Selected Criticism

Wilmot Proviso (1846)
Klammer, Martin
Print source:
J.R. LeMaster and Donald D. Kummings, eds., Walt Whitman: An Encyclopedia (New York: Garland Publishing, 1998), reproduced by permission.

Introduced by Representative David Wilmot of Pennsylvania in the United States Congress in August 1846, the proviso stated that, as a condition to the United States acquiring territory from Mexico, "neither slavery nor involuntary servitude" could exist in any part of that territory. The proviso served as a lightning rod to the Congressional debates over slavery which dominated the national agenda from 1846 until the 1850 Compromise, intensifying divisions between North and South and giving rise to the free-soil movement which would find institutional form in 1848 in the Free Soil party and, in 1854, in the Republican party. Walt Whitman's editorial support of the Wilmot Proviso throughout the late 1840s positioned him solidly within the Free Soil camp and showed his thinking on slavery to be motivated more by concern for white labor than by sympathy for slaves, a position he consistently held in his journalism up through the Civil War.

Disputes over slavery had supposedly been settled by compromises in the United States Constitution and agreements such as the 1820 Missouri Compromise, and the abolitionists of the 1830s and 1840s had proved ineffective in moving Congress to reconsider the issue. But with a vast new territory including California, New Mexico, and Texas opened up by United States victory in its war with Mexico, the debate over slavery exploded. Northerners who came to be known as Free-Soilers promoted the Wilmot Proviso as a means by which free (i.e., white) labor could enter the new territories without having to compete with—and, thus, be "degraded" by—slave labor. Southerners vigorously opposed the Wilmot Proviso, fearing that additional free states would decisively tip the balance of power to the North. The House passed the Wilmot Proviso along sectional lines in both 1846 and 1847, but the Senate, in which the South had greater power, blocked the proviso in March of 1847.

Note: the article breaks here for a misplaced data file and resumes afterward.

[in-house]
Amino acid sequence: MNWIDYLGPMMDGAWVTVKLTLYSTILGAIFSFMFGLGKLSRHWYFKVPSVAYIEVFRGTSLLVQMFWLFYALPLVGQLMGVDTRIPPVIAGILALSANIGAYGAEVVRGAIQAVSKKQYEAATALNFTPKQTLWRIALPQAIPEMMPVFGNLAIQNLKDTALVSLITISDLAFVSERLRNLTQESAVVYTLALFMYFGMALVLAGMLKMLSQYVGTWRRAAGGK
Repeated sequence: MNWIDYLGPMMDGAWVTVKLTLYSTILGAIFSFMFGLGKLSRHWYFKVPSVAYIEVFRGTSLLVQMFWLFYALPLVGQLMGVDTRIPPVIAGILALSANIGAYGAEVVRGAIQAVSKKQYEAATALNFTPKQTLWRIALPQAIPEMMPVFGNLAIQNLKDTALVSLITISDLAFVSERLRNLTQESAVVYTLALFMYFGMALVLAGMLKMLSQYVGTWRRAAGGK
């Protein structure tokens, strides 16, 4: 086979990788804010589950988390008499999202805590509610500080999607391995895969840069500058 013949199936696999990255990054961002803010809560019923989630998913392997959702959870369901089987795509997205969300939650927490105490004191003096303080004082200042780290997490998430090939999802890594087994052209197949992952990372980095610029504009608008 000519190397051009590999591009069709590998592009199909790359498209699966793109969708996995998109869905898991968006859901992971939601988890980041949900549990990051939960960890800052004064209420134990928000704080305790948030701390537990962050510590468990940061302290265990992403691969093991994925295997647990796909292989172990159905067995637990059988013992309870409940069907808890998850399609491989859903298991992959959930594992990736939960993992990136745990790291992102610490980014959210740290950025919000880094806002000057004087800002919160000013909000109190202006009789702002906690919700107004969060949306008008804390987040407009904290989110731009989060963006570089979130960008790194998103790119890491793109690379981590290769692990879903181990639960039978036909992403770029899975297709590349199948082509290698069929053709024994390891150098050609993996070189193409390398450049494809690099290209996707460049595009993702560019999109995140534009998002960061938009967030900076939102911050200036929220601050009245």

Despite the proviso's defeat, debate over the bill gave rise to the free-soil movement which Whitman would promote in Brooklyn Eagle editorials from December 1846 until his departure in January 1848. Whitman's editorials largely echo the Free-Soilers' position that the introduction of slavery would discourage, if not prohibit, white laborers from migrating to the new territories. Whitman's distinction between abolitionist "interference" with slavery in the South and the question of the extension of slavery into the West invokes the memory of Thomas Jefferson as the prototypical Free-Soiler and characterizes the debate as an issue not of race but of class between white labor and the aristocracy of the South. While Whitman's position follows the Free-Soilers' emphasis on white labor and not on moral opposition to slavery, Whitman, unlike many Free-Soilers, does not evoke white anxiety about associating with blacks as a reason to support the proviso.

Debate over the Wilmot Proviso divided both the Whig and Democratic parties, whose dissenters merged to form the Free Soil party in 1848. While the proviso became largely irrelevant with passage of the 1850 Compromise, it ignited and intensified the divisions between North and South that led to Civil War.


Allen, Gay Wilson. The Solitary Singer: A Critical Biography of Walt Whitman. 1955. Rev. ed. 1967. Chicago: U of Chicago P, 1985.

Klammer, Martin. Whitman, Slavery, and the Emergence of "Leaves of Grass." University Park: Pennsylvania State UP, 1995.

McPherson, James M. Battle Cry of Freedom: The Civil War Era. New York: Oxford UP, 1988.

Rubin, Joseph Jay. The Historic Whitman. University Park: Pennsylvania State UP, 1973.

Whitman, Walt. The Gathering of the Forces. Ed. Cleveland Rodgers and John Black. 2 vols. New York: Putnam, 1920.


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